Castle Guttenberg, located high above the Neckar River valley, belongs to the few undamaged castle buildings from the Staufer period. The castle is in the possession of the barons of Gemmingen-Guttenberg since 1449, has always been inhabited and, until today, completely preserved.
In the Castle Museum there is the award-winning exhibition "Life in a Knight's Castle". Within the castle complex, there is also the castle tavern with a terrace and beautiful view over the Neckar Valley and the German Greifenwarte, which shows daily at 11 AM and 15 PM flight demonstrations with eagles, vultures and other birds of prey.
Castle Guttenberg was founded in approx. 1180. When the castle was first mentioned in 1296, it was in the possession of the lords of Weinsberg. The last lord was Conrad von Weinsberg. As royal Erbkämmerer, he had lent substantial sums of money to the king. This, however, he did not get back and, thus, came under financial pressure and was forced to sell the castle.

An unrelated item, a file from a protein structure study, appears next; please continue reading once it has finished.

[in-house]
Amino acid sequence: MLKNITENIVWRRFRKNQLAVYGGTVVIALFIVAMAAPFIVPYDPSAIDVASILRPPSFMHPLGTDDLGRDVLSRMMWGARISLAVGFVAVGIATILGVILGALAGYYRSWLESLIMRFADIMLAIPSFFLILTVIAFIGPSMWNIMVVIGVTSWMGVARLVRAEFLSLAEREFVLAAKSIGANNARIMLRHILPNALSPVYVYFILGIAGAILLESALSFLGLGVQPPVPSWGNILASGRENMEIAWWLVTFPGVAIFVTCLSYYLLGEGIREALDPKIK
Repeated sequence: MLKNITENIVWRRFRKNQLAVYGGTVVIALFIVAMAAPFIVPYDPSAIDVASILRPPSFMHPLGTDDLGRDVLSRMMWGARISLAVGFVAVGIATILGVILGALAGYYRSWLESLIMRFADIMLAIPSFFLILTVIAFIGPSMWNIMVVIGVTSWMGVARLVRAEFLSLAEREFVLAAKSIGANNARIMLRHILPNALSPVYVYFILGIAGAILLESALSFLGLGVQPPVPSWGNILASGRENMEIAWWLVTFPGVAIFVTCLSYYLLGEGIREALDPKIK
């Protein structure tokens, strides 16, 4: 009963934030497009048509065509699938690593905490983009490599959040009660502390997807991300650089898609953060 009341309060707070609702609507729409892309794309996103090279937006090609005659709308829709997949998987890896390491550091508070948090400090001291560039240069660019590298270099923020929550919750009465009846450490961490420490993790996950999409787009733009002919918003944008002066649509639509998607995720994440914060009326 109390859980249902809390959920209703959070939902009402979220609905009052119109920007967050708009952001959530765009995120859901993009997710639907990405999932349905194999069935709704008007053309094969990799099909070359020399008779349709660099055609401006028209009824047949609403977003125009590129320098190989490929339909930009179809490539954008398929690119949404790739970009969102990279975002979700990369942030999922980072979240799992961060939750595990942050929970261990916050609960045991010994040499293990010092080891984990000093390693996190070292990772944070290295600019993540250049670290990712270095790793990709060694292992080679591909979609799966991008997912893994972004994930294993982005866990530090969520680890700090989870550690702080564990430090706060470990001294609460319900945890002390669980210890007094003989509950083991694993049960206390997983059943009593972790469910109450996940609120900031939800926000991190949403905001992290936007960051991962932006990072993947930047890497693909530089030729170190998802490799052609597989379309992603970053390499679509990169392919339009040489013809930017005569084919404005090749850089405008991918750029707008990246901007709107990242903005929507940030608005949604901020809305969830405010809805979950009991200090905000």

In 1449 Hans "the Rich" von Gemmingen bought the castle for 6.000 guldens. Through the marriage with the prosperous Katharina Landschädin von Steinach he was not only able to buy, but also to extend the castle extensively.
Already at the end of 1521, the lords of Gemmingen joined the Reformation and belonged to the first supporters of Martin Luther. From the devastations of the Peasant War, the Thirty Years War and the Palatine War of Succession Castle Guttenberg, unlike many other castles along the Neckar River, was spared by fortunate circumstances.
With the development of the grand duchy of Baden the barons of Gemmingen lost their ruling function, but kept the castle and lands. In the early 19th century, the poet Wilhelm Hauff worked as a tutor in the castle.
For the 500 anniversary of the castle in 1949, Baron Gustav of Gemmingen, the grandfather of today's lord, opened the Castle Museum and soon after the castle tavern.